Race tightens between Iraq’s Maliki, Allawi

With more than 80 percent of the in-country vote counted by the Independent High Election Commission, the race between Prime Minister Nouri al Maliki’s State of Law Coalition and former Prime Minister Iyad Allawi’s secular Iraqi National Movement (Iraqiya) party is in a virtual dead heat. The charts below provide a look at the likely distribution of seats in parliament; the percentage of votes received by the major parties nationwide; and the votes received by the top three parties by province, excluding the three Kurdish provinces. The vote percentages by province have changed only a few points, if any, since the last round of data was released last weekend. See LWJ report, “Maliki, Allawi surge in Iraq’s early vote count,” for additional analysis.


Click chart to view the likely distribution of seats among Iraq’s major parties. Source: “Predictions Based on Partial Results: Allawi Emerges as a Possible Front-Runner,” Iraq and Gulf Analysis.


Click chart to view the percentage of national vote, by party. Source: “Results: Iraq’s 2010 parliamentary election,” The Majlis


Click chart to view early results of Iraq’s 2010 parliamentary election for the top three parties. The voting data for the Kurdish provinces of Dohuk, Irbil, and Sulimaniyah have been excluded as the Kurdish Alliance is dominating the polls. Source: “Partial Election Results for 13 Governorates Released by IHEC,” Historiae.org

Bill Roggio is a Senior Fellow at the Foundation for Defense of Democracies and the Editor of FDD's Long War Journal.

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  • Zeissa says:

    Come on Allawi… take it home! Please!

  • JMC says:

    I have long believed Allawi was the best post war PM Iraq has had and in terms of the United States containing Iranian ambitions in Iran and elsewhere he is clearly the most willing to do so.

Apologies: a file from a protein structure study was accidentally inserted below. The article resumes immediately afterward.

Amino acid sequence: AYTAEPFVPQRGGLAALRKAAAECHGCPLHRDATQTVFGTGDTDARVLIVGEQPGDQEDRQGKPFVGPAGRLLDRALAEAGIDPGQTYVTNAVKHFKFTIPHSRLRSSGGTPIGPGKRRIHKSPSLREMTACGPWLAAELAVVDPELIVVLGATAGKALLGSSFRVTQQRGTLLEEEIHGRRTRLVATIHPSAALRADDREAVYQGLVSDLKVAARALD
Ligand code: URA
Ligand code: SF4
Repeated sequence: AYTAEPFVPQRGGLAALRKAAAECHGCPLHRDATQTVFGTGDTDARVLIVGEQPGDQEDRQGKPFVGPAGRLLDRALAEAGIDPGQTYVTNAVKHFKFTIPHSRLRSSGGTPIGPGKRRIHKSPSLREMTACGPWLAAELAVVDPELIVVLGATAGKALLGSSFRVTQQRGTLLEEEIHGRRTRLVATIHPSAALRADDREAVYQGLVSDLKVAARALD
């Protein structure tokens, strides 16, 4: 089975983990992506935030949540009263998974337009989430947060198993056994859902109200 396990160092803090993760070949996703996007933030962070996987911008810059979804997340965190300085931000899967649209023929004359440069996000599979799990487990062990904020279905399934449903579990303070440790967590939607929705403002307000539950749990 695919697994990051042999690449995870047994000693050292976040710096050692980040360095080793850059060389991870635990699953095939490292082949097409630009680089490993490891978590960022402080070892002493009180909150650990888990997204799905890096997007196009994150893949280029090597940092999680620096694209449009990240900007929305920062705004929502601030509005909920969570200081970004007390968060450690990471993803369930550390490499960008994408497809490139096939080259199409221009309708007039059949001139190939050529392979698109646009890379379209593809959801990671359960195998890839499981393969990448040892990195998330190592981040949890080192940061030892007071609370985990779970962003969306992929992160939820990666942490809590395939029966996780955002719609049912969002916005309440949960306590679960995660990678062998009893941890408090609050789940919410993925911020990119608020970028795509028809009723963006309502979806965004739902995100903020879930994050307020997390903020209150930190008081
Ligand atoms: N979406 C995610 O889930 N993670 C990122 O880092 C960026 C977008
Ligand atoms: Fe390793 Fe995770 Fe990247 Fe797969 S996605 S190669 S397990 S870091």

The problem is this divided result will mean that either Maliki or Allawi if they don’t form a national unity government will have weak governments that are held together by the likes of SIIC and/or the Sadrists and a few other parties.
    If the U.S. is serious today about stability in Iraq and checking Iran’s influence in the Middle East it would be by far in the best interests of the United States to help try to hammer out a deal between the two of them.

  • Neo says:

    United States interests won’t be foremost on the Iraqi’s minds when they form a government this time. Maliki is the closest to centrist and has more potential allies than any other candidate. Maliki is also solidly within the Shiite political spectrum while Allawi may be too secular for the Shiite populous at this time.
    I don’t see Allawi forming a ruling coalition without Maliki’s party. Allawi would have to get the Kurds on board. I don’t think he could manage Kurdish demands against Sunni demands well enough to form a stable coalition with them. I can see Maliki forming a coalition without Allawi. I still say Maliki goes to his Shiite base first.
    Other things I see. The Sunni fundamentalist party has become a non-entity. The Iraqi National Alliance has lost a lot of ground. I wonder how the ISCI feels about sharing it’s seats with the Sadrist’s. I would hope they didn’t promise them too large a percentage. We know what happened the last time.

  • JMC says:

    Regardless if Iraqis care about U.S. interests we still have significant power to arbitrate political fights in Iraq and we have a real interest in seeing a government formed within 2-3 months instead of what could end up being a much much longer period.
    As for Maliki being the most centrist he may be the most centrist leading politican in regard to the Iraqi Shia community. But, in terms of Iraq as a whole Allawi is more of a centrist given he was the only list to seriously be able to cross sectarian lines with a decient number of voters given the vote totals he recieved in Shia southern Iraq were at the level I think few expected. That said Allawi certainly didn’t make any inroads with the Kurds and niether did Maliki.

  • Cordell says:

    Regarding Iraqi political coalitions, a few words of advice spoken by Marlon Brando in the “Godfather” come to mind: “Keep your friends close and your enemies closer.”
    Besides Iran and Syria, Iraq’s most worrisome enemies are the Sadrists. Though a ragtag militia, their members form the largest group of disaffected with weapons. And they need only ask Iran to get more.